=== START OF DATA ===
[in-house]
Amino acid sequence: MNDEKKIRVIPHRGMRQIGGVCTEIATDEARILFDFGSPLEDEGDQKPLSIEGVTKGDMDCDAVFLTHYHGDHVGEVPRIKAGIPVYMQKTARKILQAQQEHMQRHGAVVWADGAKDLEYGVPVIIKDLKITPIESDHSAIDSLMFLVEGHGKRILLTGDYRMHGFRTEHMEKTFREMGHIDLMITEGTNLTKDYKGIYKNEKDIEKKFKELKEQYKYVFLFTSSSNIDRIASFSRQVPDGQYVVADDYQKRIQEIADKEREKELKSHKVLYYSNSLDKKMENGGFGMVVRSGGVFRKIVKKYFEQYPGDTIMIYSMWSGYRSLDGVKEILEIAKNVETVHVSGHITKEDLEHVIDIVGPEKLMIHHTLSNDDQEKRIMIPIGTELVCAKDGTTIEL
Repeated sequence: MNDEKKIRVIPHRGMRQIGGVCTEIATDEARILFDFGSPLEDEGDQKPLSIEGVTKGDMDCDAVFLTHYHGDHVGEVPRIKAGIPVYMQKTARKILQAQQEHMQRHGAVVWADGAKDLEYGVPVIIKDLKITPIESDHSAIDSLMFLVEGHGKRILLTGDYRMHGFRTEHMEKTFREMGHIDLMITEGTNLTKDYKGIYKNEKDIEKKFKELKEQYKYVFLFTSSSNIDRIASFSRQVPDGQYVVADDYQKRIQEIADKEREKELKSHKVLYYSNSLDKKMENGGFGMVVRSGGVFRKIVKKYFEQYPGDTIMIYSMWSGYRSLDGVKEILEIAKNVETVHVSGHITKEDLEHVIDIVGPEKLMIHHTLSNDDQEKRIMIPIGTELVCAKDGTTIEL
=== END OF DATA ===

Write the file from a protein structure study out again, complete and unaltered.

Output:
[in-house]
Amino acid sequence: MNDEKKIRVIPHRGMRQIGGVCTEIATDEARILFDFGSPLEDEGDQKPLSIEGVTKGDMDCDAVFLTHYHGDHVGEVPRIKAGIPVYMQKTARKILQAQQEHMQRHGAVVWADGAKDLEYGVPVIIKDLKITPIESDHSAIDSLMFLVEGHGKRILLTGDYRMHGFRTEHMEKTFREMGHIDLMITEGTNLTKDYKGIYKNEKDIEKKFKELKEQYKYVFLFTSSSNIDRIASFSRQVPDGQYVVADDYQKRIQEIADKEREKELKSHKVLYYSNSLDKKMENGGFGMVVRSGGVFRKIVKKYFEQYPGDTIMIYSMWSGYRSLDGVKEILEIAKNVETVHVSGHITKEDLEHVIDIVGPEKLMIHHTLSNDDQEKRIMIPIGTELVCAKDGTTIEL
Repeated sequence: MNDEKKIRVIPHRGMRQIGGVCTEIATDEARILFDFGSPLEDEGDQKPLSIEGVTKGDMDCDAVFLTHYHGDHVGEVPRIKAGIPVYMQKTARKILQAQQEHMQRHGAVVWADGAKDLEYGVPVIIKDLKITPIESDHSAIDSLMFLVEGHGKRILLTGDYRMHGFRTEHMEKTFREMGHIDLMITEGTNLTKDYKGIYKNEKDIEKKFKELKEQYKYVFLFTSSSNIDRIASFSRQVPDGQYVVADDYQKRIQEIADKEREKELKSHKVLYYSNSLDKKMENGGFGMVVRSGGVFRKIVKKYFEQYPGDTIMIYSMWSGYRSLDGVKEILEIAKNVETVHVSGHITKEDLEHVIDIVGPEKLMIHHTLSNDDQEKRIMIPIGTELVCAKDGTTIEL